Not Financially Free Yet? Maybe You Haven’t Been Selfish Enough. That’s Right, I Said It


Are you being selfish enough to succeed? How’s that for a loaded question today? Ha ha.

But here’s the thing – Imagine what you could accomplish… if your money came first. Before everything else.

Now, before anyone sends me hate mail claiming that I’ve suggested my readers become some narcissistic, money-grabbing barons, hear me out…

Pretend you only had to focus on saving money, investing it and watching it grow in order to see your net worth climb and climb. What if you had no other obligations other than building your wealth? Would you look like Bill Gates? Or Larry Ellison. Would people confuse you for Warren Buffett?

It’s fun to think about “what if” – what would you be capable of if you put your finances over everything else? Most people would answer the question above with something like “I would end up in the BEST financial shape of my life…except that’s not possible. You see, I have…”

• A wife/husband/boyfriend/girlfriend/alien from outer space
• Kids/dragons/pets/aliens from outer space
• A job with a boss who is an alien from outer space
• Time-consuming hobbies like watching my favorite TV program about aliens from outer space
• Friends/obligations who sometimes appear like aliens from outer space

Ask anybody, and they’ll provide you with any and every reason why their finances can’t come first.

The Finances First Philosophy

Today, I’m going to challenge you to spend the next 30 days putting your finances first. That’s right, you get to be as selfish as you need to be in order to accomplish your goals. When you are trying to build healthy habits, especially if you are going all in, it’s often quite difficult to give yourself permission to “be selfish” when society tells you that other things are a higher priority.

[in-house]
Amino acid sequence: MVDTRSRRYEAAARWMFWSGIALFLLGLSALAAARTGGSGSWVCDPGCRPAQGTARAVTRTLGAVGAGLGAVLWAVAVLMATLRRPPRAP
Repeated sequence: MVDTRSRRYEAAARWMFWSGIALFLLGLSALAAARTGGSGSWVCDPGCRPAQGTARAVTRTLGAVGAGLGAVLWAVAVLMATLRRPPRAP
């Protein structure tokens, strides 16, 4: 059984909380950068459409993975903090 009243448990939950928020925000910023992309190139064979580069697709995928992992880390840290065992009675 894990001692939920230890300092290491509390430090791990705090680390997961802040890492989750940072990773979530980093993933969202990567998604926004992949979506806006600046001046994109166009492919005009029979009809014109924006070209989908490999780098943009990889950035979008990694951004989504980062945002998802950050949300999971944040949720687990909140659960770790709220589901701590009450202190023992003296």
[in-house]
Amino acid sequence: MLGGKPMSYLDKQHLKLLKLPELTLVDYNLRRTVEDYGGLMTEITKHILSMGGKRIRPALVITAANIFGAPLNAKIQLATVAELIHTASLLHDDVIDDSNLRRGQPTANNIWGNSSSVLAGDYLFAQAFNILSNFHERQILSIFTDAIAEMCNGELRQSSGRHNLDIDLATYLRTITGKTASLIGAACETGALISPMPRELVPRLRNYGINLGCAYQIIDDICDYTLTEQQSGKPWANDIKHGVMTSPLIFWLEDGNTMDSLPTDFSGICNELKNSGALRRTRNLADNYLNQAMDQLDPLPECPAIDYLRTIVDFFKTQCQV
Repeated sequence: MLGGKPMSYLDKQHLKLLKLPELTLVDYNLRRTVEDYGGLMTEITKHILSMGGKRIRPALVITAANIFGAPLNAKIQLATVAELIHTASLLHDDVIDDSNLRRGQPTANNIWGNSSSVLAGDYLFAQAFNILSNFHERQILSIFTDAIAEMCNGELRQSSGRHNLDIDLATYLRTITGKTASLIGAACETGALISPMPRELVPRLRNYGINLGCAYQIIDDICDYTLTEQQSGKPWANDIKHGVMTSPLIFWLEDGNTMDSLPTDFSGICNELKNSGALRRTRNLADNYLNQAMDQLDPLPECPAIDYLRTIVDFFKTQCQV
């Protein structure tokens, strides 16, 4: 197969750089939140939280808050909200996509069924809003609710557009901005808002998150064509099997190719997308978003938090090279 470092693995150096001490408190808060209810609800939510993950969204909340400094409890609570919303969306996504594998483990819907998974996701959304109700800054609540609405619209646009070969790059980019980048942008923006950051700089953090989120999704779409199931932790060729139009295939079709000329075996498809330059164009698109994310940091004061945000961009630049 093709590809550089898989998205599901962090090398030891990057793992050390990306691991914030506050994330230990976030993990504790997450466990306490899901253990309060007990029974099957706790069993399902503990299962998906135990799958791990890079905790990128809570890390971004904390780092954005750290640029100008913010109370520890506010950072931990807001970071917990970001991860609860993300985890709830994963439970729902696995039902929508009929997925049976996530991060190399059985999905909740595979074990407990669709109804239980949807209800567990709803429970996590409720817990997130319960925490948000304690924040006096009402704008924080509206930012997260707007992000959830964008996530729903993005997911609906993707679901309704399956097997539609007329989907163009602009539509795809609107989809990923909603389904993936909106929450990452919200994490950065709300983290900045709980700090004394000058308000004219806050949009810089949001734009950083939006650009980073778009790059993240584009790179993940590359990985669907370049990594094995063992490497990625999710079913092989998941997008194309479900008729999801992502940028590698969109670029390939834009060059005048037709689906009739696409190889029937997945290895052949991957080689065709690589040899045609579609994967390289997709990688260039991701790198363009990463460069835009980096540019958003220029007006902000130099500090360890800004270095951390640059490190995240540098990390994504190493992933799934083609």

Everyone says “I’d love to save more money,” but the reality is this: it’s not what we say is a priority, but rather what we DO that’s the real priority. Give yourself permission to be selfish for a month while you’re getting the ball rolling. Because it’s going to be a challenge to bust through bad habits and societal pressures, this might be what you need to finally build those good money habits that you’ve been wanting to obtain.

Don’t think you can actually put finances first? Let’s take a look at a few examples:

You Become Selfish With Saving Money

You commit to saving 15% more money than normal each week, and there is NOTHING short of a zombie apocalypse that will keep you from saving that money. You let your friends and your loved ones know that saving money comes first. At least for this month. If you start feeling the temptation to spend, or something catches your eye to purchase online, you get up and leave so that you don’t spend the money you’ve committed to saving.

What You Think Will Happen

Your wife will divorce you and your kids will start to go hungry. After all, there’s NO way you’ll find the extra money to save, right?

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What Actually Happens

After a month of saving more money, you learn to how to manage money better. You are FULL of pride because you know that you are taking care of your family for the long term (much to the delight of your loved ones). Your kids are inspired and want to become “financially strong like mom/dad.” People learn to respect that you’re building wealth and stop bothering you to spend money on mindless things.

You Become Selfish With Reading More

Just like you need to consume enough healthy calories for the day, you also need to consume plenty of financial “vegetables and protein” each day. Every day, you have permission to be a little selfish with your time and read more books about investing and wealth. Slow down and actually read complete books instead settling for reading “fast food”, like a quick article online. Take your time and do it right.

What You Think Will Happen